It depends on the search space. If the search space of your algorithm is finite, then Depth-First Search is complete. However, if there are infinitely many alternatives, it might not find a solution. For example, suppose you were coding a path-search problem on city streets, and every time your partial path came to an intersection, you always searched the left-most street first. Then you might just keep going around the same block indefinitely.
Sometimes there are ways to bound the search to get completeness even when the search space is unbounded. For example, for the path-search problem above, if we prune the search whenever a path returns to a previous location on the path, then DFS will always find a solution if one exists.
There are variants of DFS that are complete. One is iterative deepening: you set a maximum search depth for DFS, and the only search that far down the search tree. If you don’t find a solution, then you increase the bound and try again. (Note, however, that this method might run forever if there is no solution.)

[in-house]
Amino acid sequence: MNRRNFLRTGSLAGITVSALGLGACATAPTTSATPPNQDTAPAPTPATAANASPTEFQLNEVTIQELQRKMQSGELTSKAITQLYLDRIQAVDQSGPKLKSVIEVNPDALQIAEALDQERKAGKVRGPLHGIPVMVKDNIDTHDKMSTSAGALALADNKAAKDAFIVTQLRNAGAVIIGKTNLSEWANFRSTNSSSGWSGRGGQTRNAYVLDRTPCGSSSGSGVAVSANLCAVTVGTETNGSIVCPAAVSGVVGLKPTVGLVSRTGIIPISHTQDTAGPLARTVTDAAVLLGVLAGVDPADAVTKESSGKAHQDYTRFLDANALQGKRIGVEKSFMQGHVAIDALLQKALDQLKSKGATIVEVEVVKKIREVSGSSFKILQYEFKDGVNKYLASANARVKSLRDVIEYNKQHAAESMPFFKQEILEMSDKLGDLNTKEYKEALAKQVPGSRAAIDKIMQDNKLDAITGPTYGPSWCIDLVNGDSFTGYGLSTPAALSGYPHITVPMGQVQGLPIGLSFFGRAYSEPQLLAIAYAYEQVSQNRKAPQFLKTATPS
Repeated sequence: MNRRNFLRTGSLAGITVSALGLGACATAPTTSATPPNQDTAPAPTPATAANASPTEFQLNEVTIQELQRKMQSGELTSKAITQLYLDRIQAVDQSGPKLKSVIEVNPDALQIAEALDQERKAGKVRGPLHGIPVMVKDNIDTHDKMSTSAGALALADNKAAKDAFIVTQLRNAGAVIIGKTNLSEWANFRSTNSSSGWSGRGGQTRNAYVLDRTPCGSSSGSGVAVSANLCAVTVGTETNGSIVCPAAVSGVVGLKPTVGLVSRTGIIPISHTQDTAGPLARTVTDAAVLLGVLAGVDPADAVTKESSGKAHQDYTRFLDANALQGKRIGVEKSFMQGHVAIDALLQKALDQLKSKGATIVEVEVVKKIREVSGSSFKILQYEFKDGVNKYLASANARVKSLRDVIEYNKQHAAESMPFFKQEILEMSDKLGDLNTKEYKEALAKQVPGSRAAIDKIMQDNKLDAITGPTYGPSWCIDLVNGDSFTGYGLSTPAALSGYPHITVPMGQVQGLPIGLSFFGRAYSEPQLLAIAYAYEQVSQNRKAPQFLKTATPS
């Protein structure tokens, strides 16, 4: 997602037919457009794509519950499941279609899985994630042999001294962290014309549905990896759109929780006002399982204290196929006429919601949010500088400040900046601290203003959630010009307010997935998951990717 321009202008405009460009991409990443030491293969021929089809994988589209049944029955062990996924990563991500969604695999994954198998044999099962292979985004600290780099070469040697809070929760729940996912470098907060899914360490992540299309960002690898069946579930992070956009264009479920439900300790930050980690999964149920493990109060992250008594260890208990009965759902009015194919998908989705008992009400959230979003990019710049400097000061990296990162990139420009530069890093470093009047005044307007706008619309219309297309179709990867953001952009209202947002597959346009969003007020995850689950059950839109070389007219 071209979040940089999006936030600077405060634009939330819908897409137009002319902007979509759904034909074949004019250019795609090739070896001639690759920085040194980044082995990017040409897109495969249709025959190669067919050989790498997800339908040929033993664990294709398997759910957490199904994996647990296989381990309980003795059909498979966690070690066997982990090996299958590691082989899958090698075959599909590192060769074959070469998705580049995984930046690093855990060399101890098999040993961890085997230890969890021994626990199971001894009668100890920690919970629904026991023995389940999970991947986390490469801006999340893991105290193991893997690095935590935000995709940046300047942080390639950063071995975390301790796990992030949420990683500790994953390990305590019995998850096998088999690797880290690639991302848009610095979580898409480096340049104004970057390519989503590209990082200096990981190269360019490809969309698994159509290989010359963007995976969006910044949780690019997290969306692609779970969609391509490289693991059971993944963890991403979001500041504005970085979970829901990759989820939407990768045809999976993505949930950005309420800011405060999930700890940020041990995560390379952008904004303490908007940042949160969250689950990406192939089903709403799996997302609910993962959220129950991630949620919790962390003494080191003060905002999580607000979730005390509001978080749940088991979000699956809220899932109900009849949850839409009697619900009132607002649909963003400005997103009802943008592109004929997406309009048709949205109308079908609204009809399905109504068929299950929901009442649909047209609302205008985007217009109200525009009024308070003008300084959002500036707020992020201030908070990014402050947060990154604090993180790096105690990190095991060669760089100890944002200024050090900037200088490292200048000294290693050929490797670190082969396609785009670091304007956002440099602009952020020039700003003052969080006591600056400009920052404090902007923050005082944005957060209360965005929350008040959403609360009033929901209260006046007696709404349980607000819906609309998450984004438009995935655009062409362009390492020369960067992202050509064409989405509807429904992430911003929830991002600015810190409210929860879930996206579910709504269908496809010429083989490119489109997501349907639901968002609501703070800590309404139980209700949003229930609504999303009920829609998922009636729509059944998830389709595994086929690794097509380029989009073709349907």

Now answering your second question, Basically, redundant links/paths are used to prevent nasty network failure. These are used to provide redundancy, i.e back up when a link fails, i.e a frame can be forwarded out through another path but it can cause problems also.
Whereas an infinite loop (sometimes called an endless loop ) is a piece of coding that lacks a functional exit so that it repeats indefinitely. In computer programming, a loop is a sequence of instruction s that is continually repeated until a certain condition is reached.
If you wish to know about Uninformed Search Algorithms and types of Uniformed Search Algorithms ( Breadth-first search, depth-first search, depth limited search, iterative deepening depth-first search, uniform cost search, bidirectional search ) then visit this Artificial Intelligence Course.